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by Larry Woiwode
A Fifty-Year Walk
When I was 12 and what happens to boys hadn't happened to me yet, I loved to walk alone. I would walk five miles down a railroad track to my grandparents' place or walk seven miles in the opposite direction to a lake I liked to look at, after I had walked to the far corners of our town a half-dozen times that day. It wasn't beyond me to walk 20 miles without even stopping to think about it, as I haven't, really, until now.
The places I most liked to walk were outside any sign of habitation—in the carved gap of a railroad line or along a dirt road that led through pastures or corn fields to a woods. When I walked I thought of others who had walked this way before, and the only ones I had heard of who had walked as much as I seemed to walk were the apostles of Jesus Christ (along with Jesus, of course), and a U.S. president who once lived in the area of Illinois where my family was living—Abraham Lincoln.
The place I liked above all to walk was to a woods halfway between my grandparents and the lake I liked, the straight north of those two points, or so it seemed to me then, though its actual direction was west. I strolled toward it along the edge of a road that was such pure sand it was as hard to walk as the sand of an unpacked beach. All along the route hedge apples lay in the sand like limes so bloated that the pebbling of their peels resembled worms locked in molten swirls. You didn't want to think what the thing was up to. The hedge apples struck the sand like shot puts, and if I kicked one it was almost as heavy and left a gooey sap on my bare toes. Hedgerows crowded the road, growing wild in this place as deserted and hot as the Sahara—the perimeter of a state forest I was headed toward.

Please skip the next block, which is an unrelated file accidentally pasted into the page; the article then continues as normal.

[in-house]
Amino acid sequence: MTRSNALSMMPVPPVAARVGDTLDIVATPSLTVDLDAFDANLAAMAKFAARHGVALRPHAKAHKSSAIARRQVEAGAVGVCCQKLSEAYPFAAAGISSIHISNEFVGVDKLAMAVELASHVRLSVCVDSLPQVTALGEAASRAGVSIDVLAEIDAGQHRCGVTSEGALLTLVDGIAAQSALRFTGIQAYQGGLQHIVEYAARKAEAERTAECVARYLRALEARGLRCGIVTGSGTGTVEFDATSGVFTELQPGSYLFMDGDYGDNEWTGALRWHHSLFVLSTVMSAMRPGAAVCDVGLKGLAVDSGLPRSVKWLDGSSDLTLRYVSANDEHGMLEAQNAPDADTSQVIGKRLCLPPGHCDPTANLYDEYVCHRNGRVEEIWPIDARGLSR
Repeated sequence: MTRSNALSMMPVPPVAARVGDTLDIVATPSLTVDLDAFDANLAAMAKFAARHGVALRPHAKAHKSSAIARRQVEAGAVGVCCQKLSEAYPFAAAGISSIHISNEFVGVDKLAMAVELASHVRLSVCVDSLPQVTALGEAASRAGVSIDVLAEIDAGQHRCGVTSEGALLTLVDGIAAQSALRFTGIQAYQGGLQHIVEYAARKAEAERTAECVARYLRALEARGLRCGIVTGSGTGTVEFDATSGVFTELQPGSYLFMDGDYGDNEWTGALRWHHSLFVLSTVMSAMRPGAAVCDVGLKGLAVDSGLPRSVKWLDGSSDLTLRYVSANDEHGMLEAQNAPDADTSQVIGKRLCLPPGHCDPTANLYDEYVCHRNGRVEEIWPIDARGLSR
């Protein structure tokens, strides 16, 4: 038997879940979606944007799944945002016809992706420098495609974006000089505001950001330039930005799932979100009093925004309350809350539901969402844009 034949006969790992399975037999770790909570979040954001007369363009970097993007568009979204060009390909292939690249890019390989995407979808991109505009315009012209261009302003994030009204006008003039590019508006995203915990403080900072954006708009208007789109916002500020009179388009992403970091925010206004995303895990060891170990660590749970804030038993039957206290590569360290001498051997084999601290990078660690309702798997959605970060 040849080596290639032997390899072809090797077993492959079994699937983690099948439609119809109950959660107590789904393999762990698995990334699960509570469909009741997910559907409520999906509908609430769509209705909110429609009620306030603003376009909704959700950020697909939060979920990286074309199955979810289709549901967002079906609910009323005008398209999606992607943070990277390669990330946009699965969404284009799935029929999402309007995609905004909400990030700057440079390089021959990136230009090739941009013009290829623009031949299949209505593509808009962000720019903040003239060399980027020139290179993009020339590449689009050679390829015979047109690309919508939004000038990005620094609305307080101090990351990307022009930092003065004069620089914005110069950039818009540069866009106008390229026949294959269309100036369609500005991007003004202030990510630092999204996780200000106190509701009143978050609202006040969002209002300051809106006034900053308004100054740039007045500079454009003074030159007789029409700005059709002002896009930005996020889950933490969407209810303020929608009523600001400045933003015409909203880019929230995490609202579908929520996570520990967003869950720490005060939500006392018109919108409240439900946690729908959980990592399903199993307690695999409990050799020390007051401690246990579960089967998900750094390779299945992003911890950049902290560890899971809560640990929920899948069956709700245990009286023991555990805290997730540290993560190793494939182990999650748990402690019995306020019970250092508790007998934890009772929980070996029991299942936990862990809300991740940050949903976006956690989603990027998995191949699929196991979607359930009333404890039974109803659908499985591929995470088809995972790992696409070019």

Once I had sized up my route for the next mile or so, or to the next hill or curve, I never looked ahead of my feet as I walked. I don't know why. What flowed past or flew in from the side or swung up to encounter me was more of a surprise that way, I suspect. I ...